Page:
5 Black American Women Authors to read for Black History Month – Part 1

It’s February which means it’s Black History Month, so I’ll be sharing content about Black authors. Most of what I’ll be sharing this month will come from Black American authors, as those are what I’m currently most familiar with. But it’s important to read from all over the world. Feel free to share your suggestions in the comments below!

I think it’s important both to pay attention to who you’re reading and make sure that you diversify your reading by reading from many perspectives. There are incredible authors of every gender, ethnicity, nationality, and in every era; and each bring their own perspective to their work.

Black History Month

Black History Month is a great opportunity to focus on reading books by Black authors. Or learning more about books by Black authors so that you can add them to your TBR.

Personally, I think it’s great that people are highlighting Black voices this month, because it’s a great chance to educate yourself on what’s out there. There are endless resources available to you, you just need to

If you’re not regularly exposed to Black authors, maybe it’s time to add some new book-influencers into your media experience. But also, the number of people who are talking about Black authors greatly increases during this month, so it’s easy for you to find endless suggestions in every genre. And that’s a wonderful thing.

I don’t think it matters what you read during February, but I would highly encourage you to take this time to discover new authors. It’s also a great chance to take notice of who you’ve been reading, and if you’ve read anything by a Black author recently.

This month

For this month, I’ll be sharing some Black American women that I admire and would recommend reading their works.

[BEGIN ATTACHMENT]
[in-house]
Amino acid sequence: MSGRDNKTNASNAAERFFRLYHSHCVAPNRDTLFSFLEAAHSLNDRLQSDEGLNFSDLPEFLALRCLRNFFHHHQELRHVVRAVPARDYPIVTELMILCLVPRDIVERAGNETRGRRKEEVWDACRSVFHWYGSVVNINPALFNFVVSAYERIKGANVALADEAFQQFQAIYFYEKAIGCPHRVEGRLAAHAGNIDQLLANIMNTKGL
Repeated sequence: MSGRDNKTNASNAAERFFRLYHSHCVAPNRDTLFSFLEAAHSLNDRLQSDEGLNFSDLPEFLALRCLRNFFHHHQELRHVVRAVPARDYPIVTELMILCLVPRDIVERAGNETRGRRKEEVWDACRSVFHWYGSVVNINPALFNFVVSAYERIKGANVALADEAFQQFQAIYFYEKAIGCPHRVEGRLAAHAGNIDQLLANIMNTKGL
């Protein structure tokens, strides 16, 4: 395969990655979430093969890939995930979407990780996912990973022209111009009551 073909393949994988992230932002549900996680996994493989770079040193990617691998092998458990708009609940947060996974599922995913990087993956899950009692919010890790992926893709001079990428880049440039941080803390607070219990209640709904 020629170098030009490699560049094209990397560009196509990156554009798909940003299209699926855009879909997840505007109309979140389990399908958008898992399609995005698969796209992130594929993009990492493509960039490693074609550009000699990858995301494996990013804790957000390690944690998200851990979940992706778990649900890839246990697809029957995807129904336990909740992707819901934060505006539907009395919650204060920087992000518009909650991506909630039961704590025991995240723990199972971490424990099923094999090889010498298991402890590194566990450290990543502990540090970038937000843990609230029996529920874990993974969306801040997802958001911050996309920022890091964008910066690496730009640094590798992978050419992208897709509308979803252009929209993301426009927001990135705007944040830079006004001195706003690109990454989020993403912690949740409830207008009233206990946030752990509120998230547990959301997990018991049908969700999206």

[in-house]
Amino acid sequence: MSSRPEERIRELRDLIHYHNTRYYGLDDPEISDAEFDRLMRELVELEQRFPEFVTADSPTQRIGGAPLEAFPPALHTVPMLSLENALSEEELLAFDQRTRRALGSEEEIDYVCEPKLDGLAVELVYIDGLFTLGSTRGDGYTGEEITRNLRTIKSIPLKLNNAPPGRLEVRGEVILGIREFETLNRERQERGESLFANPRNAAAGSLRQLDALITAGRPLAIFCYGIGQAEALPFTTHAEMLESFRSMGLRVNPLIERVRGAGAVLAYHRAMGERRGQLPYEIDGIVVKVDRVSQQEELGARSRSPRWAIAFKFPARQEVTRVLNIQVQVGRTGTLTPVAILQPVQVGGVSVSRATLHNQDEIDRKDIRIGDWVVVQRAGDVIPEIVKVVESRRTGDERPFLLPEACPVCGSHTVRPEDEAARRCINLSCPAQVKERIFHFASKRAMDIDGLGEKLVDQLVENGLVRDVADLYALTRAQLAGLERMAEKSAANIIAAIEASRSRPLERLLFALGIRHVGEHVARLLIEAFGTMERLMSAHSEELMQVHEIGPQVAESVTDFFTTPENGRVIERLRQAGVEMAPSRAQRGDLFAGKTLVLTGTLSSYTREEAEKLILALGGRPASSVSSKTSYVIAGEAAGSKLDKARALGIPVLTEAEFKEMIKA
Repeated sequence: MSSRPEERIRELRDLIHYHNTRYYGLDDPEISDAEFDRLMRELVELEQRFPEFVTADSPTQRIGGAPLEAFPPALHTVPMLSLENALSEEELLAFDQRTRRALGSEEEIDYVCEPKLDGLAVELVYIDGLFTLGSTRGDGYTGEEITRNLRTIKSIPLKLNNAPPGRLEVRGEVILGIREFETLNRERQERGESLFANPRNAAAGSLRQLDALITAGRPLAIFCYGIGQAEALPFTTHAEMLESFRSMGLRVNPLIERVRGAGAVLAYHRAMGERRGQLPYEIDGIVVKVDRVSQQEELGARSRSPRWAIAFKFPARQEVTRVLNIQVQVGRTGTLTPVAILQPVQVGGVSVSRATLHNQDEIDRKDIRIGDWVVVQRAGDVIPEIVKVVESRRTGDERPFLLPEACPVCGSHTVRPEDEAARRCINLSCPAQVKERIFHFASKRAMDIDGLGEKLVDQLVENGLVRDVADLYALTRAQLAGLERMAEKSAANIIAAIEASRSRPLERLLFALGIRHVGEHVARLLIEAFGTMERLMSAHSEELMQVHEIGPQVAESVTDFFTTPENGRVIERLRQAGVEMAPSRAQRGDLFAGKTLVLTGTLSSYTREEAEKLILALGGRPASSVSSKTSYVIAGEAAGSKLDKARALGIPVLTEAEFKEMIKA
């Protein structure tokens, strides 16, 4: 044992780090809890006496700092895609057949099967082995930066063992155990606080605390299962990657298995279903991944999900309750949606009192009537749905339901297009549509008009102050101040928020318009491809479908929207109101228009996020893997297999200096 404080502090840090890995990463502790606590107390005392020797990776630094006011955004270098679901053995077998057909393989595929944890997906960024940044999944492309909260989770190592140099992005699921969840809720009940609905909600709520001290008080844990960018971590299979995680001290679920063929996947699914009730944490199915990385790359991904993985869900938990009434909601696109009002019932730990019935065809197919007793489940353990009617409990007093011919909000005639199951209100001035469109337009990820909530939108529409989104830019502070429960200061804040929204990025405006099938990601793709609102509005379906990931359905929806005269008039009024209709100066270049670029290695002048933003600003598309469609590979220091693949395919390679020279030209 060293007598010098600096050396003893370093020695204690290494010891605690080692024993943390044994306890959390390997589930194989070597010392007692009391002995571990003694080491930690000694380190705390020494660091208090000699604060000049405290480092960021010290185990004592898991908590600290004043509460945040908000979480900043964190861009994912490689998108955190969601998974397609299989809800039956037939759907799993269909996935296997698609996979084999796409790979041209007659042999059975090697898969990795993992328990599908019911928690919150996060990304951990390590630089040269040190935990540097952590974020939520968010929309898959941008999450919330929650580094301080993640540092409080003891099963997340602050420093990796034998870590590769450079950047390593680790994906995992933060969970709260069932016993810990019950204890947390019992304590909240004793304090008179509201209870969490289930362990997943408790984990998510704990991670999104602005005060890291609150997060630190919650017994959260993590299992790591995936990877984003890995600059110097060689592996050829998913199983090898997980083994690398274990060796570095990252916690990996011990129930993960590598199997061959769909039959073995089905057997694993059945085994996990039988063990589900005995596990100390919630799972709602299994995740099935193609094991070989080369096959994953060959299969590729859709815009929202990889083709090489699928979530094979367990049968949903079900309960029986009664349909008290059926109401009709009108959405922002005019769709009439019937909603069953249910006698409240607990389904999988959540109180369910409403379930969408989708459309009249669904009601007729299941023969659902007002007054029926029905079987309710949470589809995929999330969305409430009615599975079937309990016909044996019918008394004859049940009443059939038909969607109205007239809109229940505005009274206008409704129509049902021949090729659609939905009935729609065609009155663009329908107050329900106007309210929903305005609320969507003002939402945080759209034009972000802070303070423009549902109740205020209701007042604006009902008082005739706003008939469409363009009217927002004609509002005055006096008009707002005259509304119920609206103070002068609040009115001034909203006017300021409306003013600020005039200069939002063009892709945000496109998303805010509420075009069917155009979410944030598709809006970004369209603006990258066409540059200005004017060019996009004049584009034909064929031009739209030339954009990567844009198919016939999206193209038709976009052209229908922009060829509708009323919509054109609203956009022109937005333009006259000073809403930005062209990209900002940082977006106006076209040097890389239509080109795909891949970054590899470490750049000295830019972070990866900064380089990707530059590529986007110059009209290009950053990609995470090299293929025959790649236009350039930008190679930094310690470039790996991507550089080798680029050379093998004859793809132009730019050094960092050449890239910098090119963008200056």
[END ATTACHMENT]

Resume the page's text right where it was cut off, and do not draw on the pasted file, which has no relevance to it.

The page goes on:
All of these women have had a huge impact on society and the literary world, and they’re all incredibly well known. Think of this as more of an introduction to the classics and a starting point, not a deep-dive into the lesser known. But please share any other suggestions you have in a comment below.

I’ll be sharing five women this week, and another five next week. I’ve listed them in order of the year they were born.

Five Black American Women Authors to Read

Here’s a list of five Black American women authors to read for Black History Month.

  1. Phillis Wheatley
  2. Zora Neale Hurston
  3. Maya Angelou
  4. Lorraine Hansberry
  5. Toni Morrison – novelist

Keep reading to find out more about each one!

And don’t forget to come back next week to learn about the next five!

1. Phillis Wheatley (1753-1784)

  • 1753-1784
  • Died at age 31
  • Genre(s): Poetry
  • Key book: Poems on Various Subjects, Religious and Moral

Phillis Wheatley was born in West Africa, but was then kidnapped and sold to the Wheatley family of Boston when she was seven or eight. In addition to her domestic obligations, the Wheatley family did provide her with an extensive education and encouraged her to pursue writing. However, she was not emancipated/manumitted (set free) from the family until after she published her book of poetry.

Phillis Wheatley was the first Black American woman to publish poetry, and considered the first to make a living from her writing. Despite having to be interviewed by 18 prominent men in Boston to prove that she wrote her own poetry, no one in the Americas was willing to publish her poetry. She was finally able to publish this collection of poetry in London in 1773.

Despite international recognition, she was unable to find anyone to publish any further volumes of poetry. She was able to publish some poetry in pamphlets and newspapers, but only in limited amounts.

Unfortunately, she ended up dying in abject poverty, with many of her poems lost due to lack of support.


2. Zora Neale Hurston (1891-1960)

  • 1891-1960
  • Died at age 69
  • Genre(s): Literature, Short Stories
  • Key Play: Their Eyes Were Watching God